Working from home in a COVID-19 world: Advantages and equity concerns

Young girl looking at her mother, who is working on a laptop
Photo: Shutterstock

Telecommuting has become the norm for many Minnesotans during the COVID-19 pandemic. Remote work has distinct advantages in these socially distanced times but also comes with equity concerns, as not every job can be done online.

Telecommuting soared in spring 2020, says Adeel Lari, director of innovative financing with the State and Local Policy Program at the Humphrey School of Public Affairs. Some highlights:

  • About 60 percent of Twin Cities workers telecommuted in May compared with 26 percent in March. Likewise, 48 percent worked full time from home in May vs. 12 percent before the pandemic. (Source: Metropolitan Council)
  • Trips to the workplace fell 32 percent throughout the state—and 45 percent in Hennepin County. (Source: Google mobility report, October 9, 2020)
  • Of the 218,000 downtown Minneapolis workers in February, just 12.5 percent were still working there in the summer. (Source: Minneapolis Downtown Council)
  • More than 70 percent of workers in the US who could work from home effectively did so. (Source: Federal Reserve)

In previous research, Lari monitored and evaluated eWorkPlace, a state-sponsored initiative for Twin Cities-area businesses that fostered teleworking. The initial goal of the multi-year initiative was to promote telecommuting as a way to reduce greenhouse gas emissions and traffic congestion (see the May 2019 CTS Catalyst article). Since then, COVID-19 has renewed overall interest in teleworking and made the findings from the initiative even more relevant.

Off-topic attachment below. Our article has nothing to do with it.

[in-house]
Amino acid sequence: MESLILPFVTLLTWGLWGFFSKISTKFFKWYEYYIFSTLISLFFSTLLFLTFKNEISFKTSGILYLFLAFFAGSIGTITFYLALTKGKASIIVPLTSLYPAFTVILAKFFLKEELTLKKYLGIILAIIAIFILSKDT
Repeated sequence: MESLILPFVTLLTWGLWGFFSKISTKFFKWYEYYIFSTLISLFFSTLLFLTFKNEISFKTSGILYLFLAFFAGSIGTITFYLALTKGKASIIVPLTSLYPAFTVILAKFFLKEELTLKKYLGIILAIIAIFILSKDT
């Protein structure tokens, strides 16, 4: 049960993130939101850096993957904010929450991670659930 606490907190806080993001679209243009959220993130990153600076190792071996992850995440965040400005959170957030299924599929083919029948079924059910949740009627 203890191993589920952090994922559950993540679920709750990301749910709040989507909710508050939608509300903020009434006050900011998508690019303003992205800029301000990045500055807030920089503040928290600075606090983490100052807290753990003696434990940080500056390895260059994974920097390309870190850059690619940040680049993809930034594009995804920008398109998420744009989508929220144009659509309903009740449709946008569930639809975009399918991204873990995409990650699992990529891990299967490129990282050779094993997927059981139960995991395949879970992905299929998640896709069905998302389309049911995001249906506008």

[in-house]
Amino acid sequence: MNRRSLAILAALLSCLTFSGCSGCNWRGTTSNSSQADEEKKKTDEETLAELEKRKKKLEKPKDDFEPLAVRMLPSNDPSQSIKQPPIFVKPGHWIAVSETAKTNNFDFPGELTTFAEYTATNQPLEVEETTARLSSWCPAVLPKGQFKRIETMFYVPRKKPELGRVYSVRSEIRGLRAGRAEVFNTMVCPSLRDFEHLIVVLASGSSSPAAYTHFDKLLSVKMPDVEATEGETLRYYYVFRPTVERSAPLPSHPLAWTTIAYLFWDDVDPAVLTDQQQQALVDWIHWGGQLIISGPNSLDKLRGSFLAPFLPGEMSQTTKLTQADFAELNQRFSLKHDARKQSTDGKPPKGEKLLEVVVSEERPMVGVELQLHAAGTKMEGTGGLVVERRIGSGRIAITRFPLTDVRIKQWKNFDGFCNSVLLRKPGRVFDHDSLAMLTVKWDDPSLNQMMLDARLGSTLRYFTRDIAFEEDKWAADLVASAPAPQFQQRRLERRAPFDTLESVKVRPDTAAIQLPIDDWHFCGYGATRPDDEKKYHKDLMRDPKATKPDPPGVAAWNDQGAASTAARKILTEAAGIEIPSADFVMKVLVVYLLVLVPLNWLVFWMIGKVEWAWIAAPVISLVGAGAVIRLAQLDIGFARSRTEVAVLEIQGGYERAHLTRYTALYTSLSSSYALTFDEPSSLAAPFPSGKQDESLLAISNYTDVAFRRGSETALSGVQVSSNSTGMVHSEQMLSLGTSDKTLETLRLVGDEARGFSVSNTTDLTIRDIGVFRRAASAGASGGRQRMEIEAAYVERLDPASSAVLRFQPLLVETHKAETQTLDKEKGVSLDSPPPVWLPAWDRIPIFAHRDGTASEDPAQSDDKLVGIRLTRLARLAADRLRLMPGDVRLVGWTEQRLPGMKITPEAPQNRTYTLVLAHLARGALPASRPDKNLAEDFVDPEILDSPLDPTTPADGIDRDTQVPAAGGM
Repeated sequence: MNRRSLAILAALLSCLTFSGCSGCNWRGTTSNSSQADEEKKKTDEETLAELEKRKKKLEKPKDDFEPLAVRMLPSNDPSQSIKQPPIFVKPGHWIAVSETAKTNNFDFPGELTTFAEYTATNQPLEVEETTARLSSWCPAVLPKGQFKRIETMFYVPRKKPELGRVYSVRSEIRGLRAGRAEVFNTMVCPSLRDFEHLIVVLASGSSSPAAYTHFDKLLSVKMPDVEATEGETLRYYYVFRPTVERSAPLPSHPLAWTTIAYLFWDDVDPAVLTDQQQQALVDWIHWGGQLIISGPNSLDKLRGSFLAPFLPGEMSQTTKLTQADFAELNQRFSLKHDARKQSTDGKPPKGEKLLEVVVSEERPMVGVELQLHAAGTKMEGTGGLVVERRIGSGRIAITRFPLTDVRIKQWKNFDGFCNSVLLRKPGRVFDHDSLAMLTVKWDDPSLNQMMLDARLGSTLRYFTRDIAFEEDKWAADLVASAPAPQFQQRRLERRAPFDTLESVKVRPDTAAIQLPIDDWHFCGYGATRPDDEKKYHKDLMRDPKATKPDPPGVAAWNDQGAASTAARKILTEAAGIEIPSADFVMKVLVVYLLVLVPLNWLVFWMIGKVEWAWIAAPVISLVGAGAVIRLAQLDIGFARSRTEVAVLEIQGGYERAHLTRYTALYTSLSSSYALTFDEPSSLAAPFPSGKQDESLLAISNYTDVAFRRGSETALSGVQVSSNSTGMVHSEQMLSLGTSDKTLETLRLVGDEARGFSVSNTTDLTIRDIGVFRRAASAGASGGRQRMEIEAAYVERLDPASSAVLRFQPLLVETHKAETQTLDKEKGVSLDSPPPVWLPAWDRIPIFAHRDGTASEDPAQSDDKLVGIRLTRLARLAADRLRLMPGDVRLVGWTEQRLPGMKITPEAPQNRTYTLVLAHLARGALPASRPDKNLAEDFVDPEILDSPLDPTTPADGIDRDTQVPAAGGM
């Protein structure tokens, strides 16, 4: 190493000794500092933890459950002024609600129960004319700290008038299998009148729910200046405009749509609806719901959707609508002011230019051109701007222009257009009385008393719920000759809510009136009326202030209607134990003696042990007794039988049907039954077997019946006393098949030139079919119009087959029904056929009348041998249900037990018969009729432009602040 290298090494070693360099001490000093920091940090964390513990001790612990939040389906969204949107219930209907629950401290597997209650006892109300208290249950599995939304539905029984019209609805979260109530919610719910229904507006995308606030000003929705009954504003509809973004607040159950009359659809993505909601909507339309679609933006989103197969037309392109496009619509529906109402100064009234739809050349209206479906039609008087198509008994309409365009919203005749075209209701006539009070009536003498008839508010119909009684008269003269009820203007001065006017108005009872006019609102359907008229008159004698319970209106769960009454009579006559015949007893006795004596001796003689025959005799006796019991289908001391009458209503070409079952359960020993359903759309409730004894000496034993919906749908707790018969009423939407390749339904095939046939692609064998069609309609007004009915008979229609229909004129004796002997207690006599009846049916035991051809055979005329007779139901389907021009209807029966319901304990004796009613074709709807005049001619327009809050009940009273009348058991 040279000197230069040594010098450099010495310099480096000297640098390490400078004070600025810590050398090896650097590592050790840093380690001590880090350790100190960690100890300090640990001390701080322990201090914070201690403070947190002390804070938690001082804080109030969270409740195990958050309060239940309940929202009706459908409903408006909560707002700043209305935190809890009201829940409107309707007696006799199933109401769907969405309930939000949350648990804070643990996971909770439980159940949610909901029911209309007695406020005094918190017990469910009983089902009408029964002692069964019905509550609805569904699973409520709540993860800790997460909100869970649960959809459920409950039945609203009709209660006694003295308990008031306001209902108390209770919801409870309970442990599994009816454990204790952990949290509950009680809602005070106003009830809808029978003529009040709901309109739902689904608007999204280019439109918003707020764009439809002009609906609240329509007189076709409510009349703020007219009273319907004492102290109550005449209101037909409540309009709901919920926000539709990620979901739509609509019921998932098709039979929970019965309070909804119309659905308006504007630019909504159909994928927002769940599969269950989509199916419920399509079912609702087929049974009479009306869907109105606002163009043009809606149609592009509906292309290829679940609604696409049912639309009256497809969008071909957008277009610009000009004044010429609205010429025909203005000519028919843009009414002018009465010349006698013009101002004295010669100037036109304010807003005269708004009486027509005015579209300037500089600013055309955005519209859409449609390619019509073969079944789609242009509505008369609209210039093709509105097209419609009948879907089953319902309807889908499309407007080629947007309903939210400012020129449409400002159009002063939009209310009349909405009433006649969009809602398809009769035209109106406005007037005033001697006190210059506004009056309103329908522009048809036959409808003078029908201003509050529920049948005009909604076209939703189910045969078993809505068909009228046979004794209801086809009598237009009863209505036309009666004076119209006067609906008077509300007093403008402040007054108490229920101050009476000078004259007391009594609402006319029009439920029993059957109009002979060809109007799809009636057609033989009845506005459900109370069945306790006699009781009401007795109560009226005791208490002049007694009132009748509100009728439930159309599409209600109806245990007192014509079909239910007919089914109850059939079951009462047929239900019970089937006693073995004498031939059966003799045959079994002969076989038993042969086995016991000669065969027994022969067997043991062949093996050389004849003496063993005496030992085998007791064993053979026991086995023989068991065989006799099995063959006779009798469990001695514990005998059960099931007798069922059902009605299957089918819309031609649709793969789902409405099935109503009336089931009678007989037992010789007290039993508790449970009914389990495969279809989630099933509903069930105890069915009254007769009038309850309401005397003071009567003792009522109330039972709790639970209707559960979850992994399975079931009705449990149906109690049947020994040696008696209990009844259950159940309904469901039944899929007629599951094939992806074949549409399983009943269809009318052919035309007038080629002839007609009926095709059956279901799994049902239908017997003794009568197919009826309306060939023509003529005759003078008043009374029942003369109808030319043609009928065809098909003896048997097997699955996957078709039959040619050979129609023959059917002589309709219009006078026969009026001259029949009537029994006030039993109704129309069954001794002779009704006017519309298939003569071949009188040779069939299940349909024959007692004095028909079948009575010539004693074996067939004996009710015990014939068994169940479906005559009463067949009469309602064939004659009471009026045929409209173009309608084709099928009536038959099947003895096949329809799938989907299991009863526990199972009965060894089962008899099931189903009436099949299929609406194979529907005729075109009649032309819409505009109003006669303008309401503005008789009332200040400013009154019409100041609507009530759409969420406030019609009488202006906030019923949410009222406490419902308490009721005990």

The main challenge today, Lari says, is that telecommuting is not equally available to everyone. Some jobs—such as those in retail, construction, and hotels—are impossible to do online. These jobs also tend to be the ones held by the 25 percent of the nation’s workforce with the lowest incomes.

In this downturn, telecommuting has enabled a significant economic rebound for the top 25 percent of income earners in the US, while those in the bottom 25 percent have experienced job losses topping 20 percent. In contrast, in the recessions of 1990, 2001, and 2008, the top and bottom quarters were affected at about the same rate. “This is not your father’s recession,” Lari says.

There are also telecommuting disparities by gender, race, and educational attainment. For example, more women are dropping out of the workforce than men.

Major companies such as Target have announced that many employees will work from home until the middle of 2021 or later—which means for some people, it will be at least 15 months away from the workplace. Other changes are happening as well: some banks are closing branches, telemedicine is growing, and automation is accelerating.

Lari discussed the research in a presentation at the CTS Research Conference on November 5. “The question I always get asked when I’m talking about this subject is whether this is a new normal or not,” Lari says. “Maybe it will form a new habit. Maybe it will be a new culture. We do not know for sure, but it is very possible.”

A new normal could have long-term impacts on vehicle-miles traveled, congestion, transit use, finance, and emissions. Strategies may be needed to overcome the impacts on women, minority communities, and those with low incomes and to sustain any environmental benefits. “We need to understand the work-from-home future and try to fully meet the transportation needs of all our users,” Lari says.

Writer: Sophia Koch